Thursday, July 19, 2012

No Contest ...

This post caught my eye: Design Hipsterism? Why Do We Stop Liking What's Popular?

Everyone will have their thoughts on that question, of course. These are mine.

I call it "The Courtyard-by-Marriott-itization of America."

I used to travel for a job I used to have. The boss I used to have was a faithful Marriott stayer and so we all had to stay at Marriott properties. But somehow, that dictum always translated to stays at Courtyards by Marriott. Or should that be Courtyard by Marriotts?

In any event, the rooms were exactly the same.

Exactly. The. Same.

I presume some buyer in charge of "décor" for the chain found a black and white image of an old telephone and a black and white image of whatever the other one was that I can't even remember right now and said, "We'll take 20,000 of each."

As if work travel isn't boring enough, I was unable to distinguish what city I was in or what state I was in based on the interior of my hotel room. No regional flair. No shift in color palette. Nope. The only hint of my whereabouts could be ascertained by the area code on the bedside phone.

The notion of "The Courtyard-by-Marriott-itization of America" was borne out of watching shows about home staging on HGTV. Almost every room was painted greige, staged with espresso furniture, adorned with banal wall ornaments, and lit with a few stranded pillar candles.


Likewise, every – and I mean every – house-hunting show features couples who simply must have granite countertops and stainless-steel appliances.

Every time I hear that, I roll my eyes. Why, people? Why must you have granite countertops and stainless-steel appliances? Because your neighbors do? Because you've seen granite countertops and stainless-steel appliances on house-hunting shows exactly like the one you're taping now? Because somewhere along the line, marketing cast its evil spell and wormed its way into your brain and convinced you that granite countertops and stainless-steel appliances were some badge of status?


(No, I do not have granite countertops. Yes, I do have a stainless-steel fridge and a stainless-steel stove – which I bought because this house lacked those appliances when I moved in – but I have a black dishwasher and a black microwave. That's right, I have mismatched appliances. And worse yet, I feel absolutely no shame about it.)

Some people don't care to put a lot of thought into their environments. Some people are content to walk into a furniture store, see a completed room, and say, "That." And that's fine.

And some people are fond of wandering around Target and finding homegoods there. And that's fine, too.

But some people want to live in spaces that feel more collected and less mass-produced. I am one of those people. And once I start seeing something everywhere, yes, I will no longer want it. Classics, however, are another story. And so chevron fabric is woefully overplayed. But I still covet herringbone floors. Chevron fabric is trendy. Herringbone floors are classic. Iridescent glass backsplashes are trendy. Subway-tile backsplashes are classic.

I like the fact that I can stand in my living room and tell a story about every piece and not repeat myself. Not much, anyway. The chair I am sitting in came from Marshall Field's as did the lamp next to this chair, but what passes for a table (it's some kind of metal cabinet or pie safe or some such) came from an antique store near Indianapolis and the clock on it came from my mom (who bought it at Pier 1 and then got sick of it, as is often the case with pieces purchased at Pier 1) and the metal votive holder came from a shop that sold goods from artists in different parts of the world who support themselves with their crafts and the small brass covered box which is lidded and round came from a relative who was visiting from Yugoslavia and the vase came from some florist who made a delivery and the stones inside it came from the dollar store and the picture frame probably came from Kohl's.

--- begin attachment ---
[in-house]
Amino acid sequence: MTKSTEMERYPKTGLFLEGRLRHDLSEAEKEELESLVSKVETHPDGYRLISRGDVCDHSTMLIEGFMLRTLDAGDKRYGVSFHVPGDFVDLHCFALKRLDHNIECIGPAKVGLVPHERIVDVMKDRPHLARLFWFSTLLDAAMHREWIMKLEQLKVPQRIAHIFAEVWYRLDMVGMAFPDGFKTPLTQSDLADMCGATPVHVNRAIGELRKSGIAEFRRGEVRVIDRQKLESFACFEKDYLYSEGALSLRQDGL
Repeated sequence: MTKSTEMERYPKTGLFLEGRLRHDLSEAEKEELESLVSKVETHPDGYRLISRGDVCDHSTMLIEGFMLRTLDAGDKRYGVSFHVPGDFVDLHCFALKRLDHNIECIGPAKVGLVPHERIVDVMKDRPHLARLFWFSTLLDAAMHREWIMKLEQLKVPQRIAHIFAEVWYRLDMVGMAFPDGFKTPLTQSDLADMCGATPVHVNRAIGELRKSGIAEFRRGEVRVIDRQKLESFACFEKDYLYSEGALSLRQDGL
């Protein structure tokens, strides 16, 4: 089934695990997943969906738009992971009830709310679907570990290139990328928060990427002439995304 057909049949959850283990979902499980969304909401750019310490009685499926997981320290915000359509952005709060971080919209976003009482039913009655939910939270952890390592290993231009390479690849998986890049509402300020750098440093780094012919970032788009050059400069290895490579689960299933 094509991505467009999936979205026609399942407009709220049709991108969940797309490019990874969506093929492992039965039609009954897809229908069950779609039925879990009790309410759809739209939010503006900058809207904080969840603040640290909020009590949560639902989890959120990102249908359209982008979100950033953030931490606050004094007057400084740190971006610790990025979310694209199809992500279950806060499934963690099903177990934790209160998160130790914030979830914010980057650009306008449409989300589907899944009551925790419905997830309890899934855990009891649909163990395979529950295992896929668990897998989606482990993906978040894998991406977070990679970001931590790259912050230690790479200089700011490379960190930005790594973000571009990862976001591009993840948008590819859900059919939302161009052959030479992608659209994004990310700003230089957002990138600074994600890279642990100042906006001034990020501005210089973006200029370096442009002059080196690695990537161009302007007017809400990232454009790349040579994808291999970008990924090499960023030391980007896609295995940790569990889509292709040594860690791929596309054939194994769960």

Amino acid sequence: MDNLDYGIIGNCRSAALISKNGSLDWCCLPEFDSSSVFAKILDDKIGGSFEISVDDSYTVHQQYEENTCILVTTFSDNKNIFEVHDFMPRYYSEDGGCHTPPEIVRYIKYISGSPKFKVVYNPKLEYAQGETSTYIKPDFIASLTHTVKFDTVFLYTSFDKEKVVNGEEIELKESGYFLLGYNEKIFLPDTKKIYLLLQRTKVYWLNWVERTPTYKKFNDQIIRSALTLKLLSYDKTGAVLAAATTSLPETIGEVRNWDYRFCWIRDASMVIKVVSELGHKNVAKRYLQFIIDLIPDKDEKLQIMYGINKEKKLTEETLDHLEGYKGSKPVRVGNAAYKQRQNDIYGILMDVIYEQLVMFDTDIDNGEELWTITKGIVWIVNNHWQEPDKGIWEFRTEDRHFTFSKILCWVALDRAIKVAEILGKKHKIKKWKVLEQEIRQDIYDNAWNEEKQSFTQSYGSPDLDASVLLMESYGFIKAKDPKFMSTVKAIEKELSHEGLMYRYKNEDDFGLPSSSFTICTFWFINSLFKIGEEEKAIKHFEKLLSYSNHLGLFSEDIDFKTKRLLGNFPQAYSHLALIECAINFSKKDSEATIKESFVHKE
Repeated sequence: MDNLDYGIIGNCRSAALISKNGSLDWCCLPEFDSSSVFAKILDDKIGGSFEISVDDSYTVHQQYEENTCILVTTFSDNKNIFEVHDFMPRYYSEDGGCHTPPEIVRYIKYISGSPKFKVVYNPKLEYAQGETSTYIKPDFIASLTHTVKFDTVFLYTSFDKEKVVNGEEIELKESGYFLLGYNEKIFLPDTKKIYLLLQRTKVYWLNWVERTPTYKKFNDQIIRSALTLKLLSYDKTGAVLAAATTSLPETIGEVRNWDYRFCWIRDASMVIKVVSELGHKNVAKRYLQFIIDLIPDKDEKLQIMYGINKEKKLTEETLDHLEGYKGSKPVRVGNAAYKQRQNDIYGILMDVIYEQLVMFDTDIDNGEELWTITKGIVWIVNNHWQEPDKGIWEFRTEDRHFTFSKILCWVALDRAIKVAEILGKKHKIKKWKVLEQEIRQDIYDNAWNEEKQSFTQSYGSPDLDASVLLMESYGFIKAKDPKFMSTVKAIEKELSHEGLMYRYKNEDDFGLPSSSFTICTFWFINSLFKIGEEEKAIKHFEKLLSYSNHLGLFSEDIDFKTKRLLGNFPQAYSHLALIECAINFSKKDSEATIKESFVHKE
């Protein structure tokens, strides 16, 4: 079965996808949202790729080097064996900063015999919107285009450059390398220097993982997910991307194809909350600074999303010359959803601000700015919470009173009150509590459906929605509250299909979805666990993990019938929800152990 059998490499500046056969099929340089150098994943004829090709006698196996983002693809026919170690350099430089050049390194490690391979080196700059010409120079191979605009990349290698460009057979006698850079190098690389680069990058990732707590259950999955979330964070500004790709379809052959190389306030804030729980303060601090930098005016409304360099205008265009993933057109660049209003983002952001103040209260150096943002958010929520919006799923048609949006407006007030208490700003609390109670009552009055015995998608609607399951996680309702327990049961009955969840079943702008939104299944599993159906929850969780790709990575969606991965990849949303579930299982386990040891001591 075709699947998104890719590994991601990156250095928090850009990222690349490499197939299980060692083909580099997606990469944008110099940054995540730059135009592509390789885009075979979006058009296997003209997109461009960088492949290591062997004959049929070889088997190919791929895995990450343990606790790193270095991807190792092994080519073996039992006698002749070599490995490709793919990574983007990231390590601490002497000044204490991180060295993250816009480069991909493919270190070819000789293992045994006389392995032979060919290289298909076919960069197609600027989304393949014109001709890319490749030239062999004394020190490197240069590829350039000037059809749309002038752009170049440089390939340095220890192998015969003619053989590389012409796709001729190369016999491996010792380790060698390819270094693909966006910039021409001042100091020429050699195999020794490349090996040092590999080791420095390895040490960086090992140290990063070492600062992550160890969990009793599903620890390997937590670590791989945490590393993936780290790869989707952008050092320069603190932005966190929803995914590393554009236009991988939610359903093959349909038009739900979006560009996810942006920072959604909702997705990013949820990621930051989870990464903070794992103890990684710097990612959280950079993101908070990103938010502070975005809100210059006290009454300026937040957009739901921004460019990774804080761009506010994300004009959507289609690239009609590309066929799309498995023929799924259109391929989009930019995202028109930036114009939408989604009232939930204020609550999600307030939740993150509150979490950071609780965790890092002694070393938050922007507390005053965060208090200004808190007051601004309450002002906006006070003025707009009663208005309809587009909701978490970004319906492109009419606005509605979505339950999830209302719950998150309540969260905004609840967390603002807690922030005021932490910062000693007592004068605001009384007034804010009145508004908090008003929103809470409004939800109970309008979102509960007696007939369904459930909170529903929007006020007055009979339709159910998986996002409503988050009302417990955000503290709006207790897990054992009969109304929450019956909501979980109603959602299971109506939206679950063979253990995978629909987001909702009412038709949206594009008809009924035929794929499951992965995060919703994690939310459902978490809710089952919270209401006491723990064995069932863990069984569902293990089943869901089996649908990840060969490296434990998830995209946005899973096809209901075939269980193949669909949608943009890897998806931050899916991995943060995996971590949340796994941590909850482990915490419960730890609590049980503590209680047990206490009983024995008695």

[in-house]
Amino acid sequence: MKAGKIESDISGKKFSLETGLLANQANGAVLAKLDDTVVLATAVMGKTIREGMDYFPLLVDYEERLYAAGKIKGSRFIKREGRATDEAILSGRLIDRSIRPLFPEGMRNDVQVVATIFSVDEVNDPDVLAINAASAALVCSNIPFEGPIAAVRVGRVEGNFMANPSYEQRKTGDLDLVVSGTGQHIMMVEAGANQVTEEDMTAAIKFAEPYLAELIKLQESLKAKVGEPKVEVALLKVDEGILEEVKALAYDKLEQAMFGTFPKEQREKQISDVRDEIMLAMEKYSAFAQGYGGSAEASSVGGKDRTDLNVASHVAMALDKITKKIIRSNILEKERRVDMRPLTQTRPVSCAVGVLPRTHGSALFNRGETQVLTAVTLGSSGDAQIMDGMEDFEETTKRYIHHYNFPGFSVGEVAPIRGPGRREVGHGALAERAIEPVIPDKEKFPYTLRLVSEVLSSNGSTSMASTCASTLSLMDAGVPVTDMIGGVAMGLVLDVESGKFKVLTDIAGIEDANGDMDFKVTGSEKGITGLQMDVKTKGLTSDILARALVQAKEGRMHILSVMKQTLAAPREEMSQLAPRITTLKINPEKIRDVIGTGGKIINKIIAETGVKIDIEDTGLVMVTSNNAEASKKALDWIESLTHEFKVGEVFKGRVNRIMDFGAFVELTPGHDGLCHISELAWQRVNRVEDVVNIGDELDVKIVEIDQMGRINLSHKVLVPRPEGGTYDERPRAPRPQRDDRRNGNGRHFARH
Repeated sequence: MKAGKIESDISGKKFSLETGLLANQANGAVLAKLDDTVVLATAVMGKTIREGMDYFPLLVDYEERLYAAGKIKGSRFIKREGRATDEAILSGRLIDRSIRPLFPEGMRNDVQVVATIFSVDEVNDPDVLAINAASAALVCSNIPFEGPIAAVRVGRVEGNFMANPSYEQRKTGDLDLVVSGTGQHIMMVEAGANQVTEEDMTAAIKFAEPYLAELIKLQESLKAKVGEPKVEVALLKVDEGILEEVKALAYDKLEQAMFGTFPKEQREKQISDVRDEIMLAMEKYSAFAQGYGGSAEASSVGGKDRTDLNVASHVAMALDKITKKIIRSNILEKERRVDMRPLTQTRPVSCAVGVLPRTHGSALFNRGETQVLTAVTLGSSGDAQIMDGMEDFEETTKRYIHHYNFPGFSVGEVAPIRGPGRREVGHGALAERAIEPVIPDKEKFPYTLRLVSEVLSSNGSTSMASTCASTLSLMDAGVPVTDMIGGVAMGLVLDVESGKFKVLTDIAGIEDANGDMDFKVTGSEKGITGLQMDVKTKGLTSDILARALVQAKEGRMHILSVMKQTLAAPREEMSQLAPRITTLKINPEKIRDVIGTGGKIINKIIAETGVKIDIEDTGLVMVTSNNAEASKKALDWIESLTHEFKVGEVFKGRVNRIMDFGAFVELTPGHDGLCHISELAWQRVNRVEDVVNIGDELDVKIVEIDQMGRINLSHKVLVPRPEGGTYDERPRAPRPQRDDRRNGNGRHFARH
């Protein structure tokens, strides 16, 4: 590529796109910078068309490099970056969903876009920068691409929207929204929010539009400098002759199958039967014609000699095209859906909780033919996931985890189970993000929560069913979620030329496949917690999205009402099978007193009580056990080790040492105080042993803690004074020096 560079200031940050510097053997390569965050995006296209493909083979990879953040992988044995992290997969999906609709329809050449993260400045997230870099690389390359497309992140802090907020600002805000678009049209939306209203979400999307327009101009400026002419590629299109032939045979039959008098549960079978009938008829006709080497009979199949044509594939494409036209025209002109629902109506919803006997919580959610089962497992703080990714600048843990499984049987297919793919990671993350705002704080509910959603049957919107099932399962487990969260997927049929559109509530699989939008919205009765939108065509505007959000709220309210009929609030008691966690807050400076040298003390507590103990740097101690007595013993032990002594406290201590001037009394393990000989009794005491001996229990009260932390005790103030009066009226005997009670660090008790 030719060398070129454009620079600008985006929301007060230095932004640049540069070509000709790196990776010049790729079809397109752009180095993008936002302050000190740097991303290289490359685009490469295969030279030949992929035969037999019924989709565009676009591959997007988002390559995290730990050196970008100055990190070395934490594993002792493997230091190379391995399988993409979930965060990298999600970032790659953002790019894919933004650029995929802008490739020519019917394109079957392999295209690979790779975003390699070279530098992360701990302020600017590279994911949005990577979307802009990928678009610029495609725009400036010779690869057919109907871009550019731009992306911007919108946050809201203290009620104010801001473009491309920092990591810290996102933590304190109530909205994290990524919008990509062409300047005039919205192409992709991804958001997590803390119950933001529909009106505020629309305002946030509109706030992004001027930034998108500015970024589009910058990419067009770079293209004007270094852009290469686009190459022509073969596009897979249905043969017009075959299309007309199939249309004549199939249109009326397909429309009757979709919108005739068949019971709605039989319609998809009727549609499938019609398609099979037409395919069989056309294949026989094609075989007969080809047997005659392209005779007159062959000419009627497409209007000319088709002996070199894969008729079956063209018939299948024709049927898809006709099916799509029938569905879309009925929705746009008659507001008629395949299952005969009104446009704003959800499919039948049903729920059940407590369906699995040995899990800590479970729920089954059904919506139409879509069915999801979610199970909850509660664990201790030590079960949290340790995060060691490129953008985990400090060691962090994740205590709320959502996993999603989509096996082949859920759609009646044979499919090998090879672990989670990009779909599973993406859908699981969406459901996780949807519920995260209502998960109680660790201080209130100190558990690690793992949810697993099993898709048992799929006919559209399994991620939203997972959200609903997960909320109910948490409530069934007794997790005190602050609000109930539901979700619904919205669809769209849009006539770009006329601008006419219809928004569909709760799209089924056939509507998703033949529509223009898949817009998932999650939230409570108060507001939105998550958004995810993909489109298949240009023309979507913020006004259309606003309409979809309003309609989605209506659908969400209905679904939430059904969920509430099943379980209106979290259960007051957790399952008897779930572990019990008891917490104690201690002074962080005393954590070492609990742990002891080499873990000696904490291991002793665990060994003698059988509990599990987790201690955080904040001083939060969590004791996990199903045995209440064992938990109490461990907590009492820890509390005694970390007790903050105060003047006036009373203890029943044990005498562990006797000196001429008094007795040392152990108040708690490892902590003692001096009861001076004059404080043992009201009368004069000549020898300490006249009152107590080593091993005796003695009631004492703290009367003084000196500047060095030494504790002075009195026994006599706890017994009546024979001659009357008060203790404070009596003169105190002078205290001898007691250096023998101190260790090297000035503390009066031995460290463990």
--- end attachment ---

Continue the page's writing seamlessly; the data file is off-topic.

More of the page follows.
Not everything has a fascinating story behind it but nor did I walk into one store, scoop everything up in my arms, plop it down on the counter, pay for it, and call it a day. My living room doesn't look like anyone else's living room. And I like that.

Mind you, there is still a lot I could do with the space. A bag of sky money would go a long way toward my giving the room a spruce. Not that I need a spruce. I am always very mindful of how much I have. But it's nice to reinvent from time to time.

Ubiquity breeds boredom, I suppose. The first time I saw the "Keep Calm and Carry On" poster, I thought it was clever. But endless variations of it later, it's just "meh."

Also, I grew up in a home that didn't look like anyone else's. My mom has always had a knack for pulling together disparate pieces. She didn't buy furniture sets. Hell, I grew up in a home with a leather rhinoceros ottoman. Did you grow up in a home with a leather rhinoceros ottoman? I'm guessing not. I've never met another person who did.

Mom imbued me with a love of poking around antique stores and resale shops and appreciating things individually. And Angelo deserves a chunk of credit for nudging me to expand my style beyond its previous bounds. My home is more interesting because of him. And also because I own a few of his pieces and he designs really cool stuff.


Anonymous Dave said...

"Ubiquity breeds boredom" - so true.

Starbucks is the best example. And their coffee doesn't even taste like coffee. I ask so happy to see new, one-off coffee houses opening up in cities across the country. Any time I have a choice I take the road less traveled.

I grew up with a leather elephant! Red for some reason.

6:47 PM  
Blogger Beth said...

Ooh, red elephant! Nice!

And yes, I root for the one-off coffee houses, too. They're not so easy to come by, sadly.

6:53 PM  

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